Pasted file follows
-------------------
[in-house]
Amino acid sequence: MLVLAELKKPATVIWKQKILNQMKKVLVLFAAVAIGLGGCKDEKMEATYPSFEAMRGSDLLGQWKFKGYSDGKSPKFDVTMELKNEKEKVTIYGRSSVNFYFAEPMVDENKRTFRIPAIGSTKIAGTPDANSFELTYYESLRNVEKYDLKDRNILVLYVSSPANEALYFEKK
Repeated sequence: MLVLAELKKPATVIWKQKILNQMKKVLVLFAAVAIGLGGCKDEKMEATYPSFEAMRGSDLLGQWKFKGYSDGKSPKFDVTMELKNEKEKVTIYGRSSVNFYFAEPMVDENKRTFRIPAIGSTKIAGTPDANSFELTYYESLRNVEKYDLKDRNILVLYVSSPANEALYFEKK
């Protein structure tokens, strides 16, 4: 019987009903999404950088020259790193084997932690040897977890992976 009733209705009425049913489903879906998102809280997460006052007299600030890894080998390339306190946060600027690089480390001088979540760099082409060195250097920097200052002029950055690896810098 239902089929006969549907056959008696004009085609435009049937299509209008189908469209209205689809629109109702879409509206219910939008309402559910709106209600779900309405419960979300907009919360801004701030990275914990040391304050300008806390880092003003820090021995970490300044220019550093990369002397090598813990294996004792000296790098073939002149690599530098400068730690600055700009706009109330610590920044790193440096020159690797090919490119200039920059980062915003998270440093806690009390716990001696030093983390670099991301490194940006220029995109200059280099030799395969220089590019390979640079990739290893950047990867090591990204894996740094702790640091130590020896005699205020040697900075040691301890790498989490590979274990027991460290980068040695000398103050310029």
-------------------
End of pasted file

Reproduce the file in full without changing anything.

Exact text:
[in-house]
Amino acid sequence: MLVLAELKKPATVIWKQKILNQMKKVLVLFAAVAIGLGGCKDEKMEATYPSFEAMRGSDLLGQWKFKGYSDGKSPKFDVTMELKNEKEKVTIYGRSSVNFYFAEPMVDENKRTFRIPAIGSTKIAGTPDANSFELTYYESLRNVEKYDLKDRNILVLYVSSPANEALYFEKK
Repeated sequence: MLVLAELKKPATVIWKQKILNQMKKVLVLFAAVAIGLGGCKDEKMEATYPSFEAMRGSDLLGQWKFKGYSDGKSPKFDVTMELKNEKEKVTIYGRSSVNFYFAEPMVDENKRTFRIPAIGSTKIAGTPDANSFELTYYESLRNVEKYDLKDRNILVLYVSSPANEALYFEKK
């Protein structure tokens, strides 16, 4: 019987009903999404950088020259790193084997932690040897977890992976 009733209705009425049913489903879906998102809280997460006052007299600030890894080998390339306190946060600027690089480390001088979540760099082409060195250097920097200052002029950055690896810098 239902089929006969549907056959008696004009085609435009049937299509209008189908469209209205689809629109109702879409509206219910939008309402559910709106209600779900309405419960979300907009919360801004701030990275914990040391304050300008806390880092003003820090021995970490300044220019550093990369002397090598813990294996004792000296790098073939002149690599530098400068730690600055700009706009109330610590920044790193440096020159690797090919490119200039920059980062915003998270440093806690009390716990001696030093983390670099991301490194940006220029995109200059280099030799395969220089590019390979640079990739290893950047990867090591990204894996740094702790640091130590020896005699205020040697900075040691301890790498989490590979274990027991460290980068040695000398103050310029």